core-streptavidin mutant d128a at pH 4.5
Avidin is a tetrameric or dimeric biotin-binding protein produced in the oviducts of birds, reptiles and amphibians and deposited in the whites of their eggs. In chicken egg white, avidin makes up approximately 0.05% of total protein (approximately 1.8 mg per egg). The tetrameric protein contains four identical subunits (homotetramer), each of which can bind to biotin (Vitamin B7, vitamin H) with a high degree of affinity and specificity. The dissociation constant of avidin is measured to be KD ≈ 10−15 M, making it one of the strongest known non-covalent bonds.
In its tetrameric form, avidin is estimated to be between 66–69 kDa in size. 10% of the molecular weight is attributed to carbohydrate content composed of four to five mannose and three N-acetylglucosamine residues. The carbohydrate moieties of avidin contain at least three unique oligosaccharide structural types that are similar in structure and composition.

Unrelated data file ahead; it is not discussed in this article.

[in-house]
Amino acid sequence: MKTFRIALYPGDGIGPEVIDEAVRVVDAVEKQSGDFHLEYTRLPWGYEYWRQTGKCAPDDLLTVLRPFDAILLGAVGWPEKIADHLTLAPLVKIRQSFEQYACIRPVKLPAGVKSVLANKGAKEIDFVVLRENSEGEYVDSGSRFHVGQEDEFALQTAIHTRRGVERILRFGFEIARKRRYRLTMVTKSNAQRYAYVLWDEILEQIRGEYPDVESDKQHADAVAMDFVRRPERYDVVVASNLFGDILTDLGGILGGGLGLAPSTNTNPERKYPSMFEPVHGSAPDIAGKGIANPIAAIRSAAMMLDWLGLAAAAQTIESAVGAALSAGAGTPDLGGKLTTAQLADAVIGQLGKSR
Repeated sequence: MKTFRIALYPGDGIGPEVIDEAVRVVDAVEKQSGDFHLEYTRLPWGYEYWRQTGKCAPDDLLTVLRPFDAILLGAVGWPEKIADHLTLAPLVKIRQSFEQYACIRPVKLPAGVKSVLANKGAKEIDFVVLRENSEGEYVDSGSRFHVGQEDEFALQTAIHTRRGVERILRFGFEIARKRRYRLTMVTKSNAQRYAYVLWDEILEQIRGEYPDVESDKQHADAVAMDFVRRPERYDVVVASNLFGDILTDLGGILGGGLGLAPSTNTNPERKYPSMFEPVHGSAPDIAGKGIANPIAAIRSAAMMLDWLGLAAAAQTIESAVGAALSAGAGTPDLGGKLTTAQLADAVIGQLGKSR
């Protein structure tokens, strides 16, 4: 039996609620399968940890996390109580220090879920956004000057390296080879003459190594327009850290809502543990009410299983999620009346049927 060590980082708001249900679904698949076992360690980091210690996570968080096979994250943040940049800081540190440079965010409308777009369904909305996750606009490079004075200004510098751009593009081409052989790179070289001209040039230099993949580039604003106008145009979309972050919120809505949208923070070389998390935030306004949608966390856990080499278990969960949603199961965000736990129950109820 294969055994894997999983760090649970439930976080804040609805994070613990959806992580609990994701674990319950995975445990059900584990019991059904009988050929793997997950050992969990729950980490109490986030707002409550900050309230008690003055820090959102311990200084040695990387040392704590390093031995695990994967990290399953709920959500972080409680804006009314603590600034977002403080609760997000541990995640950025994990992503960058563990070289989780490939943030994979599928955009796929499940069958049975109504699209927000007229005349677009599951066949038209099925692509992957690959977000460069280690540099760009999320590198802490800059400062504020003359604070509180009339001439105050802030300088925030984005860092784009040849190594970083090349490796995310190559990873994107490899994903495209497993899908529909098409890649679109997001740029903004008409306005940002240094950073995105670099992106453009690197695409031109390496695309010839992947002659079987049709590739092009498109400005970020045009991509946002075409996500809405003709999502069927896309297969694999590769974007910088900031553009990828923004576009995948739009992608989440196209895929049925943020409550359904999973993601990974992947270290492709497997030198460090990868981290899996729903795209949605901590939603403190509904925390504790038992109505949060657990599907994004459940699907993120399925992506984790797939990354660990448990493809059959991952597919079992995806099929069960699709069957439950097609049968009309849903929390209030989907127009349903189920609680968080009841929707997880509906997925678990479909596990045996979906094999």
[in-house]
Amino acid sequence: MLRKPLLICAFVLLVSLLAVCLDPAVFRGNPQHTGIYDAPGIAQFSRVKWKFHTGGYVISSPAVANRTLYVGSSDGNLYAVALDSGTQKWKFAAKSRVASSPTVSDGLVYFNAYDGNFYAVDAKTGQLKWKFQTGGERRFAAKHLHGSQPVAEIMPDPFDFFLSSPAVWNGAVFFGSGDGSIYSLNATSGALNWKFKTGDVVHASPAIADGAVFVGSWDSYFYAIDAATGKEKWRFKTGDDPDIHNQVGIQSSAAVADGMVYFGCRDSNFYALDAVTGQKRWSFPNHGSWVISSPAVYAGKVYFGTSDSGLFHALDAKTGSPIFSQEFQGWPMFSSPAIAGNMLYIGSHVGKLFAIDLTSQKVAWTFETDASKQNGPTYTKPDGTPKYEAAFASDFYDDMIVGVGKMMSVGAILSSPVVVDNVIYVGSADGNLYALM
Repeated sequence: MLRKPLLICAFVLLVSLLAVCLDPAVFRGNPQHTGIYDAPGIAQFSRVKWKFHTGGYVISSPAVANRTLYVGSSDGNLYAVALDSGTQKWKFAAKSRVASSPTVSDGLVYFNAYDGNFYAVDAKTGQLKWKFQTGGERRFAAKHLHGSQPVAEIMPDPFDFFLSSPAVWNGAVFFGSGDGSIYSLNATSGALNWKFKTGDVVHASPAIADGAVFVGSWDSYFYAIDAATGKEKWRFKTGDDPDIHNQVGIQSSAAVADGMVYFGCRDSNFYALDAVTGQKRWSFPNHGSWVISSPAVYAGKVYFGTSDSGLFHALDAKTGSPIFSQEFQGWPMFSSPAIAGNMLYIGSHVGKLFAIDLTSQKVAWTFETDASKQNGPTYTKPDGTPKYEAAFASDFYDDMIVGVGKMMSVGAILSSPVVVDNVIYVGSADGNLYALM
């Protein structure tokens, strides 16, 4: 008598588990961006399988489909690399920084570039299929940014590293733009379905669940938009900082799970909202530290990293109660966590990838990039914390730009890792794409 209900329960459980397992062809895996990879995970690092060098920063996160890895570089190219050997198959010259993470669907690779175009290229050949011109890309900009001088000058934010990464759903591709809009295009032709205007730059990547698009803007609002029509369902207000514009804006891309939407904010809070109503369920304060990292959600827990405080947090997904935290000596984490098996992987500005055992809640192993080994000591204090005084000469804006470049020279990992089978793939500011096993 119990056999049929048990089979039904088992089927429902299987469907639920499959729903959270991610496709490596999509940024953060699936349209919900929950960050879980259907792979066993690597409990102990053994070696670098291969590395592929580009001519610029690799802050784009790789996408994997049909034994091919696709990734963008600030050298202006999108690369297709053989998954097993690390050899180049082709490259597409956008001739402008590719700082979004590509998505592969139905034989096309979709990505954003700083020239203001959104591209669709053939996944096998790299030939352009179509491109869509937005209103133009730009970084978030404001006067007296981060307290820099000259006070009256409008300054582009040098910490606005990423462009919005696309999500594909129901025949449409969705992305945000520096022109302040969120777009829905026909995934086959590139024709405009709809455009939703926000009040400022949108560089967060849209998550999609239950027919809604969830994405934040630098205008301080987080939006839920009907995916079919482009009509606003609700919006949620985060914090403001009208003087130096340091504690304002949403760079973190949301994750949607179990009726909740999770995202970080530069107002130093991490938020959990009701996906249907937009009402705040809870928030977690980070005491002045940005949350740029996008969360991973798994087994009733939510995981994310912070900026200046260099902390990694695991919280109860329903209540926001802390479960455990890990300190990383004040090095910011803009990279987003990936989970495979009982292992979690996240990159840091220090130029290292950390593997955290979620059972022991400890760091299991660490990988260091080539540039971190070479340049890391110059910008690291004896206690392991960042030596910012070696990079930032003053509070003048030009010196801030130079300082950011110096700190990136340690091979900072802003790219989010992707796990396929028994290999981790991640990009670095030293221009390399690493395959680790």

Functional avidin is found only in raw egg, as the biotin avidity of the protein is destroyed by cooking. The natural function of avidin in eggs is not known, although it has been postulated to be made in the oviduct as a bacterial growth-inhibitor, by binding biotin the bacteria need. As evidence for this, streptavidin, a loosely related protein with equal biotin affinity and a very similar binding site, is made by certain strains of Streptomyces bacteria, and is thought to serve to inhibit the growth of competing bacteria, in the manner of an antibiotic.
A non-glycosylated form of avidin has been isolated from commercially prepared product; however, it is not conclusive as to whether the non-glycosylated form occurs naturally or is a product of the manufacturing process.